With just two weeks left in the LPGA season, much is still uncertain in the battle for some of the tour’s biggest prizes.
The Rolex Player of the Year Award, the Race to the CME Globe’s $1 million jackpot and even a potential Hall of Fame qualification hang in the balance.
Christina Kim is back in Mexico looking to rekindle the form that helped her win there last year.
Sei Young Kim is also at Ochoa’s event looking to add a bonus prize to her already successful debut as the LPGA’s Rolex Rookie of the Year.
Brazil’s Candy Hannemann is in Mexico looking to find her way to the Olympics next year.
Some LPGA news and notes with just two events remaining in the 2015 LPGA season:
Inbee vs. Lydia for all the marbles – Ko is in position to have a monster finish at the season-ending CME Group Tour Championship in Naples, Fla., next week, but Park could still end stealing it, instead.
All the big awards are down to these two players.
Ko is the Rolex world No. 1 with the lead in Rolex Player of the Year points, the race for the Vare Trophy for low scoring average and the money-winning title. Ko is also the leader in CME points in her bid to win the season-long battle for the $1 million jackpot for the second year in a row.
Park is second to Ko in all those races, but Ko isn’t playing this week. She withdrew from Ochoa’s event to gain an extra week of rest for the big finale.
Park needs to finish tied for eighth or better in Mexico City to have a chance at the Rolex Player of the Year Award. If Park finishes worse than T-8, Ko will clinch the award before going to Naples.
Park, by the way, reports she is feeling just fine after having a cyst removed from the middle finger of her left hand in South Korea early last week.
Kim looking for more magic in Mexico – Christina Kim won her third LPGA title claiming the Lorena Ochoa Invitational last year, her first LPGA triumph in nine years.
Kim, 31, crafted one of the feel-good stories in 2014. She was a broken player who put herself back together, overcoming a back injury, a torn tendon in her right elbow/forearm and bouts of career-threatening depression to win. She arrived back in Mexico this week saying she wasn’t able to take that winning momentum into this year.
“I just completely lost everything in terms of any sort of sensibility with the golf swing,” Kim said. “It’s been a tough year. I haven’t been nearly as calm . . . I’ve been really anxious with everything, and more demanding on myself.”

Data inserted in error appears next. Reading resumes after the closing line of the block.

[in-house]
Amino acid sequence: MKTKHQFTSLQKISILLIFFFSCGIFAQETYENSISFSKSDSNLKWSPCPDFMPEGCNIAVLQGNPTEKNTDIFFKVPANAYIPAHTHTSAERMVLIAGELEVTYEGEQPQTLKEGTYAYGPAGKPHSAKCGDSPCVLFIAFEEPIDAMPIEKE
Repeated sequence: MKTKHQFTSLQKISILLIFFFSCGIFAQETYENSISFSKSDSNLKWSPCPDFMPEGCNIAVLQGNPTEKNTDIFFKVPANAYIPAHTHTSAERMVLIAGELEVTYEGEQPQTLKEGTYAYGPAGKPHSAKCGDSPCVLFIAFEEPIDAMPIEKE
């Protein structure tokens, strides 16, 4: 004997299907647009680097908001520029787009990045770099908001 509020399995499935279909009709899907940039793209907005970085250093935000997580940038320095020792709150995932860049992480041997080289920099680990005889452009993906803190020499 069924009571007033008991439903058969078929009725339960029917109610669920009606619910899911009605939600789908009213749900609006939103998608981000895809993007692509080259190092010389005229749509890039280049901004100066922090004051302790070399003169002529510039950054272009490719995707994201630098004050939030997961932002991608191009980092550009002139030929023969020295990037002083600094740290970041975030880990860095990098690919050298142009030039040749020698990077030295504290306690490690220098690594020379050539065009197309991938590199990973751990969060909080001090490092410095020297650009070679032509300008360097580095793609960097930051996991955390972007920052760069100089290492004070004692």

Kim is looking for her first top-10 finish this season. She’s 69th on the LPGA money list and has secured a spot in next week’s CME Group Tour Championship.
What will it take for Kim to win again this week?
“A hot putter,” she said. “And just playing to the level that I know I can.”
Sei Young Kim looking for a bonus – Kim clinched the Rolex LPGA Rookie of the Year award last week, but she can still add some tasty frosting to her successful LPGA start.
Kim is fourth on the CME Globe points list, but she would like to leapfrog Stacy Lewis for the third spot after Sunday’s conclusion of the Lorena Ochoa Invitational. The top three in points going to Naples are guaranteed winning the $1 million CME jackpot if they win the Tour Championship.
Ko has locked down the top spot for the points re-set at Naples, and Park has locked down the No. 2 spot, but Lewis can still be passed. Kim is 343 points behind Lewis, but Kim has to win in Mexico to overtake Lewis, who is not playing this week.
Top nine eyeing $1 million CME Globe prize – The top nine players on the CME points list in the re-set at Naples have a shot at winning the $1 million CME Globe jackpot, but only the top nine.
Ko, Park, Lewis, Kim, Lexi Thompson, Amy Yang, So Yeon Ryu and Anna Nordqvist have secured spots among the top eight, but No. 9 Shanshan Feng is still vulnerable this week. Feng isn’t playing in Mexico.
The top 72 in points earn the right to play in the CME Group Tour Championship. Those spots have been secured with Min Lee holding the 72nd spot.
Hannemann’s Olympic dream – At 35, Hannemann made a return to professional golf this year looking to qualify for the Olympics in Brazil next year. The dream has a special dimension to it because Hannemann is from Brazil and grew up in Rio de Janeiro, where the Olympics will be staged.
As the host nation, Brazil is assured that one woman from that country will have a place among the 60 players in the golf competition.
Hannemann is playing the Lorena Ochoa Invitational on a sponsor’s exemption. She won the NCAA Women’s Championship while at Duke in 2001, and played the LPGA for nearly six seasons before a wrist injury and surgery led her to leave the game. She moved to Boston, married a Red Sox executive and gave birth to two daughters.
The Olympics wooed her back to the Symetra Tour this year.
“It’s been very humbling, but I don’t feel like I’ve lost that edge you need to compete,” Hannemann told the New York Times. “It’s still there, but it’s taking time to get the physical and the mental parts to match up.”
The Olympic field is based on the Rolex Women’s World Rankings, with the field set in July of next year. Victoria Lovelady is the highest ranked Brazilian woman in the world at No. 544. Hannemann was once ranked as high as 109th but isn’t among the top 1,000 today. She is headed to LPGA Q-School’s final stage next month looking to climb into Olympic consideration.